The Secretary General of the Common Market for Eastern and Southern Africa (COMESA), Sindiso Ngwenya, has praised the Gacaca judicial system, saying that it has registered success where the International Criminal Tribunal for Rwanda (ICTR) has failed.
Ngwenya’s remarks were contained in a speech read for him yesterday by COMESA’s Public Relations Officer, Mweusi Karake, at the opening of the second review workshop for civil society and private sector organizations at Bon Sejour hotel.
“Your Gacaca system of justice, despite lack of financial and other resources has been able to achieve more in providing justice as enhancing peace and reconciliation to the Rwandan people than the International Criminal Tribunal for Rwanda has been able to do despite millions of dollars at their disposal,” Ngwenya said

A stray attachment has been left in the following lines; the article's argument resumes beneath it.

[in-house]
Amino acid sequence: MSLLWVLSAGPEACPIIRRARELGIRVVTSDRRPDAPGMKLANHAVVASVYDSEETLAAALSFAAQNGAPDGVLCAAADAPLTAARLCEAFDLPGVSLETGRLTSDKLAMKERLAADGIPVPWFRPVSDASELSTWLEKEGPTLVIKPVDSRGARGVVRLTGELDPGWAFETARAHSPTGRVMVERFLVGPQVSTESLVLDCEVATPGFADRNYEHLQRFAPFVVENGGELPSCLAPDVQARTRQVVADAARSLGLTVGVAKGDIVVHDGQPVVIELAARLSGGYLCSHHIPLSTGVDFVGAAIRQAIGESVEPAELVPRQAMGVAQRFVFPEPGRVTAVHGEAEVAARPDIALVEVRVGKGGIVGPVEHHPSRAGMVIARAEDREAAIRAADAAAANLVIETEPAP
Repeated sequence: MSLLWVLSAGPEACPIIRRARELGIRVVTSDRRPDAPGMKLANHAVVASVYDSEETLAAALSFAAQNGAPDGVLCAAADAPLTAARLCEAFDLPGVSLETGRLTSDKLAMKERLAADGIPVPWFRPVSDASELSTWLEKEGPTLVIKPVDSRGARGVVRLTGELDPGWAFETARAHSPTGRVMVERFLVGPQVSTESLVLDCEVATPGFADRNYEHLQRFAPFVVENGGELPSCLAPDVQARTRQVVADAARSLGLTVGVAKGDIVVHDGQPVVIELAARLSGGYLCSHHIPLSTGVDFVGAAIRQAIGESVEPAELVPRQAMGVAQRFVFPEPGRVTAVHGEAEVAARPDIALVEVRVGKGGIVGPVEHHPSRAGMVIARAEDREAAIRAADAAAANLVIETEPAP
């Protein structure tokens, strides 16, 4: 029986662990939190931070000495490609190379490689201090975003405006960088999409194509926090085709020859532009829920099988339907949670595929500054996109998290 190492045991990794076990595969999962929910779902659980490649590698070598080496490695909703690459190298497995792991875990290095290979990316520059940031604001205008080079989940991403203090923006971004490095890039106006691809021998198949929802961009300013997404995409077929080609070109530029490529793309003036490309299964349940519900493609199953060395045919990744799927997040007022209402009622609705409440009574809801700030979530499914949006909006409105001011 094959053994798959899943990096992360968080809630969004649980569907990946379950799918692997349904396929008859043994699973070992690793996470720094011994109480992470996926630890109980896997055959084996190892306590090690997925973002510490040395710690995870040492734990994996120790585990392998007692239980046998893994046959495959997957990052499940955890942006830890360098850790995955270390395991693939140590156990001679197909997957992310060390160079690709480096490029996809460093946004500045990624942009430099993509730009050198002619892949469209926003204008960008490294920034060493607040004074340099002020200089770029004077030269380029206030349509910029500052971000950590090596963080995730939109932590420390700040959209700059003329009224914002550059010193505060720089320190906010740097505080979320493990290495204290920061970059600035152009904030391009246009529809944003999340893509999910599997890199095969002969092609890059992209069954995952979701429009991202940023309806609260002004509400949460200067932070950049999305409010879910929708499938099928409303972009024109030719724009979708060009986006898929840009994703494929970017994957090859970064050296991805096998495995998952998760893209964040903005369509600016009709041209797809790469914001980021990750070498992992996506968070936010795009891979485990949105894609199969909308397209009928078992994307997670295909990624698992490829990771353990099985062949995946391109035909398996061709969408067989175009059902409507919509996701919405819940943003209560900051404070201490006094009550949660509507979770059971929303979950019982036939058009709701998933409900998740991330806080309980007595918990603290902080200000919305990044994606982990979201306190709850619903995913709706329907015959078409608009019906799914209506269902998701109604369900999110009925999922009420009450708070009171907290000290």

ICTR has since its establishment in 1994 convicted 40 persons at a time the Gacaca justice system has rendered justice to close to two million people.
Ngwenya commended government for a strong and visionary leadership which he said has come up with ways and means to heal the wounds that were created by the 1994 Genocide against the Tutsi.
“The old adage that --where there is a will there is a way, is demonstrated by Rwanda’s achievements in peace and security,” he added.
Quoting former French leader Napoleon Bonaparte’s words that ‘Four hostile newspapers are more to be feared than a thousand bayonets,’ Ngwenya called on delegates to look for workable strategies aimed at enhancing greater media involvement on COMESA issues.
He revealed that COMESA and the East African Community (EAC) are in the process implementing a conflict prevention, management and resolution strategy for eastern and southern African region.
The guest of honour, Commerce and Industry Minister, Monique Nsanzabaganwa, reiterated that peace and security are prerequisites for benefits that accrue to regional integration, like infrastructural development, and free movement of persons.
The minister also emphasized that the media is a powerful tool in promotion of peace and security, adding that it can either be used positively or negatively.
The two-day workshop also aims at seeking ways of actively engaging the media in COMESA’s programs as well as discussing the role of civil and private sector organizations.